Well you have to do this to take home gifts for friends and family. A shopping street called Nakamise leading to Sensō-ji temple will fulfill all your souvenir demands. From refrigerator magnets, to keychains, Japanese dolls, chopsticks, fans, kimonos and even Japanese confetti and cookies everything is available here. Carry big bags, I tell you!
6) Visit the Odaiba beach
Odaiba is a waterfront area built on reclaimed land in Tokyo Bay area where you can gaze on both – hearth of the city and ocean while you dine and shop; overlooking the rainbow bridge, the statue of liberty and Tokyo TV tower.
7) Try the local food
You are certainly spoilt for choice with the variety of food available. Since I am a vegetarian I got some amazing veg food with local drinks. I had sticky rice, fresh raw vegetables with 9 types of sauce, Japanese tofu soup, veg sushi, fried vegetables, sake and unending supply of green tea. (Thank you http://www.kushinobo.co.jp/)
8) Shop till you drop at Ginza street
Ginza is a market for luxury goods and reportedly the best to shop in Japan. Ginza is also of interest for its architecture, dining, tea rooms, entertainment and attractions. The area glitters with lights and if you are up for high lifestyle shops you can shop from any brand in the world you want whether fashion, cars or diamonds. There are ofcourse affordable shopping options too or just window shopping, everything is possible and is a must do.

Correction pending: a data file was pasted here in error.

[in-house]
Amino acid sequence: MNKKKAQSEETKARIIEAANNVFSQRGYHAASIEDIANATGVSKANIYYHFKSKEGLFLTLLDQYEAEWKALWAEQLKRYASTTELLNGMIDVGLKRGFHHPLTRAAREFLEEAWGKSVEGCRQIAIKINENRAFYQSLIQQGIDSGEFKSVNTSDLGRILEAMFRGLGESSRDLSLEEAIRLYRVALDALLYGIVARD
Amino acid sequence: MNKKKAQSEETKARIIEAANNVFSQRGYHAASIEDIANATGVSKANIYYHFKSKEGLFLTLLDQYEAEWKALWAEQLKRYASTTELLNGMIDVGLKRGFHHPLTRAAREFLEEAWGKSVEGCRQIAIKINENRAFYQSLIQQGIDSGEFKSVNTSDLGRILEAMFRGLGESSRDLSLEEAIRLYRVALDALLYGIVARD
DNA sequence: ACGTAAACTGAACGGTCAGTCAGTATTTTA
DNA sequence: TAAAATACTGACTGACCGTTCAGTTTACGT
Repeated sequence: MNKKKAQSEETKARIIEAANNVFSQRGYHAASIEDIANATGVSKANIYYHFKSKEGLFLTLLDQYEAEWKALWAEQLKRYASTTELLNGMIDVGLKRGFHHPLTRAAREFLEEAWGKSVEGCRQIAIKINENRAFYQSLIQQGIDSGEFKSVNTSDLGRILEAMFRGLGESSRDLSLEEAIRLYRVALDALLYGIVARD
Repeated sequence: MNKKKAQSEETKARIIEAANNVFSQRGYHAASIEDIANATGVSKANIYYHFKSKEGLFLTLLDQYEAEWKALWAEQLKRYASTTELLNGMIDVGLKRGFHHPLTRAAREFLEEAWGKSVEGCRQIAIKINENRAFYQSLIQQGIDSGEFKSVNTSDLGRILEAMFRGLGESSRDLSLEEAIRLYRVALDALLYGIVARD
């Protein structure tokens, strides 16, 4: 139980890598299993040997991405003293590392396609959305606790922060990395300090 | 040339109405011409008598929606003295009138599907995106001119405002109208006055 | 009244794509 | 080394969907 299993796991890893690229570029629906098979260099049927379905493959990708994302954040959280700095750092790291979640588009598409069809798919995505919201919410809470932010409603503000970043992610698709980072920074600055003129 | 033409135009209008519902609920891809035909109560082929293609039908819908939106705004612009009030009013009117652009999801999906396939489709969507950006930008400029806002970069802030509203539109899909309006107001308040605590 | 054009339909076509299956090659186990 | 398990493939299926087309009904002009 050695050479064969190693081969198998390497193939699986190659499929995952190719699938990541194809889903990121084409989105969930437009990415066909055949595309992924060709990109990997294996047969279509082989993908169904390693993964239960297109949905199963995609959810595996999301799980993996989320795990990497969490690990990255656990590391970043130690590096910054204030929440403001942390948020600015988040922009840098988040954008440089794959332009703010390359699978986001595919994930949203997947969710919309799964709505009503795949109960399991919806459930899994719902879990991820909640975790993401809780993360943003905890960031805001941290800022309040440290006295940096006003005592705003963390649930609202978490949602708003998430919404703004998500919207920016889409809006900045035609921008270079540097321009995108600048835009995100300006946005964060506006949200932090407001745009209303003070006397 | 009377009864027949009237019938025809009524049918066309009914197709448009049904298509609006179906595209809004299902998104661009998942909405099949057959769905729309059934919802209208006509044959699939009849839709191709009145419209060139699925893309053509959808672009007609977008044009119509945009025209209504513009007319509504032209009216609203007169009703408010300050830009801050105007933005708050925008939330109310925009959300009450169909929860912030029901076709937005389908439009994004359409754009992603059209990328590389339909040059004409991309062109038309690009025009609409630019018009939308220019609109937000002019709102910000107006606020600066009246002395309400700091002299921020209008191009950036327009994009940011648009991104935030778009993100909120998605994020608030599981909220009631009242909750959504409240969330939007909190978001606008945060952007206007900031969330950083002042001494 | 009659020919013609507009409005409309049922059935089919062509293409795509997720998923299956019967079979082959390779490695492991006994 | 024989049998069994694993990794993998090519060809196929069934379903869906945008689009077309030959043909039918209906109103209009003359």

9) Photograph the Cheery Blossom
Well this is a must do if you are in Tokyo in spring. But since I wasn’t I managed clicking the cherry blossoms embossed on these manholes. So much for the love of Sakura ?
10) Experience the traditional Japanese tea ceremony
Experiencing this tradition was one of the main highlight of my trip as it was so touching and rich. The Japanese tea ceremony is a choreographic ritual of preparing and serving Japanese green tea, generally served with Japanese confetti so as to balance the bitter taste of the tea. Preparing tea in this ceremony means pouring everyone’s attention into the predefined movements and the whole process is not about drinking tea, but is about aesthetics – preparing a bowl of tea from one’s heart and placement of tea utensils at right angles. This is called ceremony for a reason – it makes you feel special and part of something important.